New fireworks law to be brought into force ahead of Bonfire Night

The new legislation, which bans under 18s from purchasing fireworks, builds on restrictions imposed last year.

New Scottish law to be brought into force ahead of Bonfire Night banning under 18s from purchasing fireworks iStock

New powers making it a criminal offence for anyone to supply fireworks to people under the age of 18 are set to come into force on Monday.

The new legislation being brought into force on October 10 in advance of Bonfire Night, builds on steps taken last year restricting the times fireworks can be used, when they can be bought, and the quantity. 

From the same date, attacks on emergency workers using fireworks or pyrotechnics will also become aggravating factors that can be taken into account when courts sentence offenders.

The measures are set out in the Fireworks and Pyrotechnic Articles (Scotland) Act 2022 passed by the Scottish Parliament on June 29.

The Scottish Government says that work is progressing to enact other powers set out in the Act, including the introduction of a fireworks licensing system, with mandatory safety training, for people wishing to purchase and use fireworks, and introducing powers for local authorities to designate firework control zones.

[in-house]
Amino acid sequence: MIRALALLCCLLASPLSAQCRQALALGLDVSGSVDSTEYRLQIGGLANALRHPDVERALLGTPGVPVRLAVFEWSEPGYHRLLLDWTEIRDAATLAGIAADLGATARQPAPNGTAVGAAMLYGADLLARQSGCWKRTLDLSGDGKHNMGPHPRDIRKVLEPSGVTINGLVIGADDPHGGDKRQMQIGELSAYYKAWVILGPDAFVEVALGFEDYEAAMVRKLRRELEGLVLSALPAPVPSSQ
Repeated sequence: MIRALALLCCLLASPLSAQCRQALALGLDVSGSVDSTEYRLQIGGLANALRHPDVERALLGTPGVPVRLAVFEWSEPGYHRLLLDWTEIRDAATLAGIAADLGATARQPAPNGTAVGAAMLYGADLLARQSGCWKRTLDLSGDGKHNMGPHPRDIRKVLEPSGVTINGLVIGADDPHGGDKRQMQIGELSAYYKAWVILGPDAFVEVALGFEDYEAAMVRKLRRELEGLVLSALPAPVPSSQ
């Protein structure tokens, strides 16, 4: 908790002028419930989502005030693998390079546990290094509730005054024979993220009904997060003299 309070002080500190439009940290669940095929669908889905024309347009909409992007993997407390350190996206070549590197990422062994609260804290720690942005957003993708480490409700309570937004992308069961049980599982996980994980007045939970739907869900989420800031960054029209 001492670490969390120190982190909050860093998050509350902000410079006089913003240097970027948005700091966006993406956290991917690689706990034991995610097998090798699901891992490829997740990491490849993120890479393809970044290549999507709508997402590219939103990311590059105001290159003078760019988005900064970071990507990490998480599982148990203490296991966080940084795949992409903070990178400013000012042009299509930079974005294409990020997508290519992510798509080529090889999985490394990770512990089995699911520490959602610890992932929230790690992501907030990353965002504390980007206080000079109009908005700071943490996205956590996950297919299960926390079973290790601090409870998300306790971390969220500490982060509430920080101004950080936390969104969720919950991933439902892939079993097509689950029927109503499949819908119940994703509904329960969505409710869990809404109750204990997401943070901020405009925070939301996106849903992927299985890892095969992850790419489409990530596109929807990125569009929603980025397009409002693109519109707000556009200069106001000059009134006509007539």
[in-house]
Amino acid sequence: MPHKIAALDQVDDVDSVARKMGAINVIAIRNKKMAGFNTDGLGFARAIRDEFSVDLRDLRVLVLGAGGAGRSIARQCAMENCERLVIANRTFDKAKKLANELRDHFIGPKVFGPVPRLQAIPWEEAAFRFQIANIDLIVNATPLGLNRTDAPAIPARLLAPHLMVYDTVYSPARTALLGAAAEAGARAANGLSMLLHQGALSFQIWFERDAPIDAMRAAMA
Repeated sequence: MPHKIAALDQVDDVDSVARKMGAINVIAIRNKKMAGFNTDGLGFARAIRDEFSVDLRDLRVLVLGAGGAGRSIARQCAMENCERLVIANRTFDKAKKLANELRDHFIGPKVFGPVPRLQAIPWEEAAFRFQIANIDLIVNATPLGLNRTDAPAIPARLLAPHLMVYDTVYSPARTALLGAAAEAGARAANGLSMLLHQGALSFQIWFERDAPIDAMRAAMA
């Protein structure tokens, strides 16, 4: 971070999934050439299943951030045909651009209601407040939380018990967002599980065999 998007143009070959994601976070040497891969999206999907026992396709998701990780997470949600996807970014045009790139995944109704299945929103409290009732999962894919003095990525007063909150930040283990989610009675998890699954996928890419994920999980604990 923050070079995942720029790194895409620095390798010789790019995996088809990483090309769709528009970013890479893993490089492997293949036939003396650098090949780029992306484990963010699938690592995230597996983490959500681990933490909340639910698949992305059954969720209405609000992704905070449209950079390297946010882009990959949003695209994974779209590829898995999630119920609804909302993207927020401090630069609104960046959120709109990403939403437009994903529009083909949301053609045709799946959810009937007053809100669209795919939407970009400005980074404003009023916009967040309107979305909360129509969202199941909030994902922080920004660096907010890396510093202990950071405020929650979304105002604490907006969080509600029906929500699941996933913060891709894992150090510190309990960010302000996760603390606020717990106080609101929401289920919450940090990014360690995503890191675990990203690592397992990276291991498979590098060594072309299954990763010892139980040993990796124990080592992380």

Community safety minister Ash Regan said: “These important new powers have been delivered at pace and make it a criminal offence for anyone to supply fireworks or other pyrotechnic articles to a child or person under age 18.

“Fireworks in the wrong hands can cause serious, life-changing injuries or even prove lethal. Preventing their supply – in any way – to under 18s is a wholly welcome step which will bring greater public safety across Scotland. 

“It’s also extremely important that swift work has progressed which will see hardworking and brave 999 crews – who work tirelessly to keep us all safe – better protected.

“Any attack on fire, ambulance and police crews is utterly despicable so ensuring courts are required to take into consideration the use of fireworks or pyrotechnics as a possible aggravating factor in any attack on 999 crews is a real deterrent to such vile behaviour.

“Work is now progressing to see other provisions set out in the ground-breaking legislation brought into force. These are essential steps which demonstrate our absolute commitment to improving the safety of communities across Scotland.”

Chief inspector Nicola Robison from Police Scotland’s Partnerships, Preventions and Community Wellbeing Division, said: “Fireworks, when not used lawfully, present a significant risk to the public and so preventing such items from being purchased by, or for, anyone under the age of 18, is vitally important for keeping communities safe.

“Buying fireworks for underage youths can result in a £5,000 fine, six-months imprisonment, or both and our message is clear. Do not risk it. Help us prevent disorder, damage and violence over the Bonfire Night period.

“The new aggravator for attacks on emergency service workers is also a welcome legislative change and should give all frontline first responders additional reassurance that their safety and wellbeing is paramount as they go about their duties.”

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